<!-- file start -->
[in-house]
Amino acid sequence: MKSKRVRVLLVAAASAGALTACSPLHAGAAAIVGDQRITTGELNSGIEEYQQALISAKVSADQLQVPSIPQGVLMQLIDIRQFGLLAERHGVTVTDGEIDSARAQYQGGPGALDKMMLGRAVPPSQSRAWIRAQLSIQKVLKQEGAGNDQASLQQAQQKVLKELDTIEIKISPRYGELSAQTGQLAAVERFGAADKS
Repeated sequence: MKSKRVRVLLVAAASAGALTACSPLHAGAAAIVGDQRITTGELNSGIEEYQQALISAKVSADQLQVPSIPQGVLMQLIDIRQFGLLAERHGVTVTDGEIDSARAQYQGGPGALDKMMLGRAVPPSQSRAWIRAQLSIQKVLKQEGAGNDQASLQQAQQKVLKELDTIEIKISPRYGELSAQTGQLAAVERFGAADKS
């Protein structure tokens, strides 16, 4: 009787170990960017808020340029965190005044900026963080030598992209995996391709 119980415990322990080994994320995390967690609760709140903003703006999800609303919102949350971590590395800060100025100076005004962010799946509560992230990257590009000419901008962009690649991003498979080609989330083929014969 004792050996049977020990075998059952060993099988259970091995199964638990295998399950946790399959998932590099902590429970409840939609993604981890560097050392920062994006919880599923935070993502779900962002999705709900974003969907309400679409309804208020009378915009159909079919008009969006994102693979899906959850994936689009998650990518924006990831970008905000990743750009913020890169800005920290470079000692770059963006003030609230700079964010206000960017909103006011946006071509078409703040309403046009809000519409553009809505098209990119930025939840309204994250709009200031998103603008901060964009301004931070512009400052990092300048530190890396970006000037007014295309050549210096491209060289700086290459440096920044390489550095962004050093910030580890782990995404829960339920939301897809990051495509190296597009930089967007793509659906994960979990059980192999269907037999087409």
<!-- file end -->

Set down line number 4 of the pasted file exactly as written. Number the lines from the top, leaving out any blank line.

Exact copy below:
């Protein structure tokens, strides 16, 4: 009787170990960017808020340029965190005044900026963080030598992209995996391709 119980415990322990080994994320995390967690609760709140903003703006999800609303919102949350971590590395800060100025100076005004962010799946509560992230990257590009000419901008962009690649991003498979080609989330083929014969 004792050996049977020990075998059952060993099988259970091995199964638990295998399950946790399959998932590099902590429970409840939609993604981890560097050392920062994006919880599923935070993502779900962002999705709900974003969907309400679409309804208020009378915009159909079919008009969006994102693979899906959850994936689009998650990518924006990831970008905000990743750009913020890169800005920290470079000692770059963006003030609230700079964010206000960017909103006011946006071509078409703040309403046009809000519409553009809505098209990119930025939840309204994250709009200031998103603008901060964009301004931070512009400052990092300048530190890396970006000037007014295309050549210096491209060289700086290459440096920044390489550095962004050093910030580890782990995404829960339920939301897809990051495509190296597009930089967007793509659906994960979990059980192999269907037999087409």